A report for the Bar Council on the future of criminal justice and advocacy has recommended that legal executives are kept out of the Crown Courts, while solicitors should only be granted rights of audience if they have undergone the same level of training as barristers.
There has been strong interest from new and existing law firms in being overseen by the regulatory arm of the Chartered Institute of Legal Executives (CILEx), it said yesterday, with over 50 enquiries.
The Bar Standards Board has turned to the Chartered Institute of Legal Executives to provide training to members of staff without legal qualifications. Meanwhile, ILEX Professional Standards – CILEx’s regulatory arm – is on the hunt for a new chief executive.
ILEX Professional Standards (IPS) has applied to the Legal Services Board (LSB) to raise the maximum fines limit for chartered legal executives from the current £3,000 to a top level of £50m.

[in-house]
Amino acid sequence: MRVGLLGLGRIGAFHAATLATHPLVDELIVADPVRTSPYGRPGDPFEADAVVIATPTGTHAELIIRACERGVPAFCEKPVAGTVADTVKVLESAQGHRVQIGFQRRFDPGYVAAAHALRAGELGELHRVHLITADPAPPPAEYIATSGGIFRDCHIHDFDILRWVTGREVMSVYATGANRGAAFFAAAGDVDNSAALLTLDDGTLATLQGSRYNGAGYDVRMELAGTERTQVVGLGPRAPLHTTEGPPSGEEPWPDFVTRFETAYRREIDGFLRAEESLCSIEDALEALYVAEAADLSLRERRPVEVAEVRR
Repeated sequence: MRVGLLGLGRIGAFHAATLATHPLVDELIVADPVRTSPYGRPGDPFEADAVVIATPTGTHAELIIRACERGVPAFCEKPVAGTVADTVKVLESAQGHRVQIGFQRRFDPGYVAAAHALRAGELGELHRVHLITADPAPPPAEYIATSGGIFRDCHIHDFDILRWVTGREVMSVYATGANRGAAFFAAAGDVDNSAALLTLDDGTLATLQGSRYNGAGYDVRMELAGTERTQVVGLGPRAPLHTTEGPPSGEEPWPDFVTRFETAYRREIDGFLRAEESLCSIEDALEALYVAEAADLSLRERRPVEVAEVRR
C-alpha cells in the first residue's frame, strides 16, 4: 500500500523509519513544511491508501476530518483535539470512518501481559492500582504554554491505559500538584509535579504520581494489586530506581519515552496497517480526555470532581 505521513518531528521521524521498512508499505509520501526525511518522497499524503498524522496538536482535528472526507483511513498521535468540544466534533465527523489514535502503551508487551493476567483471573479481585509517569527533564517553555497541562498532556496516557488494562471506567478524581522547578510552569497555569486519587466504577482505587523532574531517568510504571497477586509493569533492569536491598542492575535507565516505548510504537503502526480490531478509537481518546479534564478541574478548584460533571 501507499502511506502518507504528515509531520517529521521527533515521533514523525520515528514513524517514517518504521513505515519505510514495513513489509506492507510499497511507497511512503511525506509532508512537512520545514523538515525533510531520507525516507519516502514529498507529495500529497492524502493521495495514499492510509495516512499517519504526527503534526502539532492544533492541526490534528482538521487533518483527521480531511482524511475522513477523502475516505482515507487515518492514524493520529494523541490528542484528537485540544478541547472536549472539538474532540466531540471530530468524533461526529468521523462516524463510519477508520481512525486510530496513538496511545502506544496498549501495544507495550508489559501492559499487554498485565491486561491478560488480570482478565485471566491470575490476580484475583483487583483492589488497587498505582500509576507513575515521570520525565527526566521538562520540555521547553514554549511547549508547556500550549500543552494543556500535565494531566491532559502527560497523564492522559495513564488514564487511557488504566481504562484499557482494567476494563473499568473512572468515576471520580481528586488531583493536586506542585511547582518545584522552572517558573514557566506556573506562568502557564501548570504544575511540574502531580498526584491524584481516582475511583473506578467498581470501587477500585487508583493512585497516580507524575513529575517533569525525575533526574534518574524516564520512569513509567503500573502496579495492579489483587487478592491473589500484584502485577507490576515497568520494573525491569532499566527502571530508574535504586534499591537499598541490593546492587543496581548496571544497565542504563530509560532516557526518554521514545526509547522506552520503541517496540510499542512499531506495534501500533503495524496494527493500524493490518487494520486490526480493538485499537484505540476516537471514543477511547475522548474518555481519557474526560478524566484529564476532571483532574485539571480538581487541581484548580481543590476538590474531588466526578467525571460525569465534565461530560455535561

Chartered legal executives will be able to set up their own law firms in the New Year – a move that ILEX Professional Standards said would for the first time also give solicitors’ firms a choice of regulator, and that the government said would help consumers access legal services.
The House of Lords yesterday gave the final go-ahead for chartered legal executives and others with appropriate expertise to offer probate and conveyancing services without the supervision of solicitors.
Fellows of the Chartered Institute of Legal Executors (CILEx) could be carrying out litigation without supervision by solicitors from the end of November, it has emerged.
The Chartered Institute of Legal Executives (CILEx) has won the approval of the House of Commons to grant rights to conduct reserved probate and conveyancing work.
The Department for Business Innovation and Skills has approved the standards for its new legal apprenticeships, allowing young people to qualify as solicitors, chartered legal executives, licensed conveyancers and paralegals through workplace-based training.
The Institute of Chartered Accountants in England and Wales has been given the green light by Parliament to regulate alternative business structures which provide probate services, with dozens of firms already showing an interest in taking advantage.